Regulation of innate and adaptive immune responses by Gram-positive and Gram-negative bacteria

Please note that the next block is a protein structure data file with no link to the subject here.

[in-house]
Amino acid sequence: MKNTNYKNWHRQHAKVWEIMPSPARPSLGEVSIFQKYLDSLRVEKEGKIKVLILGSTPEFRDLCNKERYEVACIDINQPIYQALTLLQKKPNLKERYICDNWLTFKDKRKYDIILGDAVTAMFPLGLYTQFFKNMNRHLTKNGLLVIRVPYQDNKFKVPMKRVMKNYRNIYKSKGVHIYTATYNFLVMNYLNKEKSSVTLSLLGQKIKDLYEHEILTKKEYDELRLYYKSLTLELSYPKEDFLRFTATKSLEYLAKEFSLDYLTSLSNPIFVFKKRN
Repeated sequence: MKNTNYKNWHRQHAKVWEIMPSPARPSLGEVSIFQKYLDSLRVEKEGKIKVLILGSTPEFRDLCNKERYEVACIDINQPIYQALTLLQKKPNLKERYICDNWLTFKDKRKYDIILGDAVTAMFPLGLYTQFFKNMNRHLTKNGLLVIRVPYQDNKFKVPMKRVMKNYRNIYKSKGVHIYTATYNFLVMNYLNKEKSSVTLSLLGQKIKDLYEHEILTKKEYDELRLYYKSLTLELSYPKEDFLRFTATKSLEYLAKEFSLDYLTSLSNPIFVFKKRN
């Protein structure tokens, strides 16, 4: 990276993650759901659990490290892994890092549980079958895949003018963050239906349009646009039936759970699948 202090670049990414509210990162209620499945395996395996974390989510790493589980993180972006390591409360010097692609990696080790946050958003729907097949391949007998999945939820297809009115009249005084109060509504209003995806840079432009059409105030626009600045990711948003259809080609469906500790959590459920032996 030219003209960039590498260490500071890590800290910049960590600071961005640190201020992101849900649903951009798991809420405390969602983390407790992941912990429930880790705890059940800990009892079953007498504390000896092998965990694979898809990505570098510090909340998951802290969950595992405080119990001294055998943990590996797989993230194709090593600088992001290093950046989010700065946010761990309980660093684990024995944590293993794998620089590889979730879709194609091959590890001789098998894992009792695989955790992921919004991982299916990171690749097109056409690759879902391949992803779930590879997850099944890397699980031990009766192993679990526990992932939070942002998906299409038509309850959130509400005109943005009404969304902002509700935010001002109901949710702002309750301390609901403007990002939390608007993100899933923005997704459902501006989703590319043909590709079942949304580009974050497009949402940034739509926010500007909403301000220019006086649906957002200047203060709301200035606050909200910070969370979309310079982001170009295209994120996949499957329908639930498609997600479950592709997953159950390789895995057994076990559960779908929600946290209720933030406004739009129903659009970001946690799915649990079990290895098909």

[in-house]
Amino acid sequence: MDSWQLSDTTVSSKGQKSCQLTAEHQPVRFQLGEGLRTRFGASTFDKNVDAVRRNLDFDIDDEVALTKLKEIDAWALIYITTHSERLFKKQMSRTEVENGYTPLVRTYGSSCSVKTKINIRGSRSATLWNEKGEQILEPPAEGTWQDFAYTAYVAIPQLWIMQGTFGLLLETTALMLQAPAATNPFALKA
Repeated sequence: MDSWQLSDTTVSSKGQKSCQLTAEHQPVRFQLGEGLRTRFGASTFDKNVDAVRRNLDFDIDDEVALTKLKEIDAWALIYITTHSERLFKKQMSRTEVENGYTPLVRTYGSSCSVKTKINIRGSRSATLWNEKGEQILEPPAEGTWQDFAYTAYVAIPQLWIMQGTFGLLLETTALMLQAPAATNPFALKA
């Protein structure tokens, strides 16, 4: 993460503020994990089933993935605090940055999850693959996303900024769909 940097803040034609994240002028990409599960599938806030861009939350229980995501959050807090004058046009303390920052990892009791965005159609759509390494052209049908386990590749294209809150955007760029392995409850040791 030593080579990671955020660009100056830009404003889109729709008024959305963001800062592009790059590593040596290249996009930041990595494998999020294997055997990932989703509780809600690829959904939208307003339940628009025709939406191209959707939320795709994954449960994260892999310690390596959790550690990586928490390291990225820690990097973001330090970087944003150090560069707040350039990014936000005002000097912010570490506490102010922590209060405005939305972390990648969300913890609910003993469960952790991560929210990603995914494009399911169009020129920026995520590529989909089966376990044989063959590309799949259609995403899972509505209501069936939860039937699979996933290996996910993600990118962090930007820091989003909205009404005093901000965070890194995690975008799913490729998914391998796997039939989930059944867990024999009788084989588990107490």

Sammanfattning: Bacteria are classified as Gram-positive or Gram-negative, depending on their cell wall structure. The role of the bacterial cell wall in immune regulation is the focus of the current work. Most Gram-positive bacteria stimulate monocytes to produce large amounts of IL-12. IL-12 induces production of IFN-? in T cells and NK cells, which, in turn, activates the bactericidal capacity of the phagocyte in synergy/concert with TNF, produced by macrophages. We studied the bacterial structures and signalling pathways involved in IL-12 production in response to intact Gram-positive bacteria. This production depended on phagocytosis and activation of the JNK, NF-?B and PI3K pathways. Gram-positive bacterial fragments inhibited IL-12 production, which may serve as a negative feedback to turn off phagocyte activation when the bacteria have been destroyed. S. pneumoniae is a Gram-positive pathogen with a peculiar habit to disintegrate in stationary culture, due to activation of autolytic enzymes that degrade the cell wall. We demonstrated that pneumococci undergoing autolysis generate bacterial fragments that shut off monocyte production of TNF, IFN-? and IL-12, thereby counteracting phagocyte activation. Further, the cytoplasmic pneumococcal toxin pneumolysin that was released upon autolysis dramatically augmented radical oxygen production in human neutrophils. Notably, ROS were foremost produced into intracellular compartments, probably affecting neutrophil function. We also studied differences in how Gram-positive and Gram-negative bacteria modulate presentation of a model antigen to naïve T cells. Different subsets of mouse antigen-presenting cells were fed soluble ovalbumin (OVA), or OVA produced inside transgenic Gram-positive (lactobacilli/lactococci) or Gram-negative (E. coli) bacteria. Proliferation and cytokine production by OVA-specific transgenic T cells (DO11.10) was used as read-out system. “Bacterial” OVA much more efficiently activated OVA-specific CD4+ T cells, than did soluble OVA. Further, E. coli-OVA induced a greater T cell proliferation than did OVA expressed by Gram-positive bacteria. Splenic APCs pulsed with soluble OVA induced IL-13 production, while E. coli-OVA induced both IFN-? and IL-13 and lactobacilli-OVA induced a weak IFN-? response in the T cell culture. We also noted that peritoneal DCs induced a different T cell polarisation pattern compared to splenic DCs, supporting production of more IL-17 and IL-10, but less IL-13. Furthermore, the presence of peritoneal macrophages inhibited CD4+ T cell activation to bacterial, but not to soluble, antigens.
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